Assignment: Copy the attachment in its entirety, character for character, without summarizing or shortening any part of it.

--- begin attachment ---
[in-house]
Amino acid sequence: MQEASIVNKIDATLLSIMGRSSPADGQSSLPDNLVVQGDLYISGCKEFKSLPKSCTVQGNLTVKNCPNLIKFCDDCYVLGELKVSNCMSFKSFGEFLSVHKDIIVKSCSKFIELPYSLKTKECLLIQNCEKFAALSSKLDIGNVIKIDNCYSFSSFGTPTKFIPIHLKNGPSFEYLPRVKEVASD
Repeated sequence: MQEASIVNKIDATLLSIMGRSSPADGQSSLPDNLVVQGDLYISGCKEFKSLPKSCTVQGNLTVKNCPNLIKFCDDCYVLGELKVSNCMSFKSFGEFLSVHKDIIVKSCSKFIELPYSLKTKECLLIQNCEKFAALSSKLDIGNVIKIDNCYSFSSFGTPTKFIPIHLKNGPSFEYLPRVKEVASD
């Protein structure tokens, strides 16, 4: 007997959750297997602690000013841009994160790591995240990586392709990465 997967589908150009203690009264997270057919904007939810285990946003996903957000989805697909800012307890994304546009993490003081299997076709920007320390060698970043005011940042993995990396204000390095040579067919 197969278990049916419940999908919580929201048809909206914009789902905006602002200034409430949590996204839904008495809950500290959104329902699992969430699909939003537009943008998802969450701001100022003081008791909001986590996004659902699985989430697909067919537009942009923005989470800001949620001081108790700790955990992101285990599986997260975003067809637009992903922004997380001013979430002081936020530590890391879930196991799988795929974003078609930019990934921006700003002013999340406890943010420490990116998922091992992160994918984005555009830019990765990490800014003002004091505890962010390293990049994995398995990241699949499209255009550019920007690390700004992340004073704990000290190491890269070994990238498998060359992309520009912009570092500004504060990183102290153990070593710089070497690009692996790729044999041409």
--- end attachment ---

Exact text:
[in-house]
Amino acid sequence: MQEASIVNKIDATLLSIMGRSSPADGQSSLPDNLVVQGDLYISGCKEFKSLPKSCTVQGNLTVKNCPNLIKFCDDCYVLGELKVSNCMSFKSFGEFLSVHKDIIVKSCSKFIELPYSLKTKECLLIQNCEKFAALSSKLDIGNVIKIDNCYSFSSFGTPTKFIPIHLKNGPSFEYLPRVKEVASD
Repeated sequence: MQEASIVNKIDATLLSIMGRSSPADGQSSLPDNLVVQGDLYISGCKEFKSLPKSCTVQGNLTVKNCPNLIKFCDDCYVLGELKVSNCMSFKSFGEFLSVHKDIIVKSCSKFIELPYSLKTKECLLIQNCEKFAALSSKLDIGNVIKIDNCYSFSSFGTPTKFIPIHLKNGPSFEYLPRVKEVASD
């Protein structure tokens, strides 16, 4: 007997959750297997602690000013841009994160790591995240990586392709990465 997967589908150009203690009264997270057919904007939810285990946003996903957000989805697909800012307890994304546009993490003081299997076709920007320390060698970043005011940042993995990396204000390095040579067919 197969278990049916419940999908919580929201048809909206914009789902905006602002200034409430949590996204839904008495809950500290959104329902699992969430699909939003537009943008998802969450701001100022003081008791909001986590996004659902699985989430697909067919537009942009923005989470800001949620001081108790700790955990992101285990599986997260975003067809637009992903922004997380001013979430002081936020530590890391879930196991799988795929974003078609930019990934921006700003002013999340406890943010420490990116998922091992992160994918984005555009830019990765990490800014003002004091505890962010390293990049994995398995990241699949499209255009550019920007690390700004992340004073704990000290190491890269070994990238498998060359992309520009912009570092500004504060990183102290153990070593710089070497690009692996790729044999041409």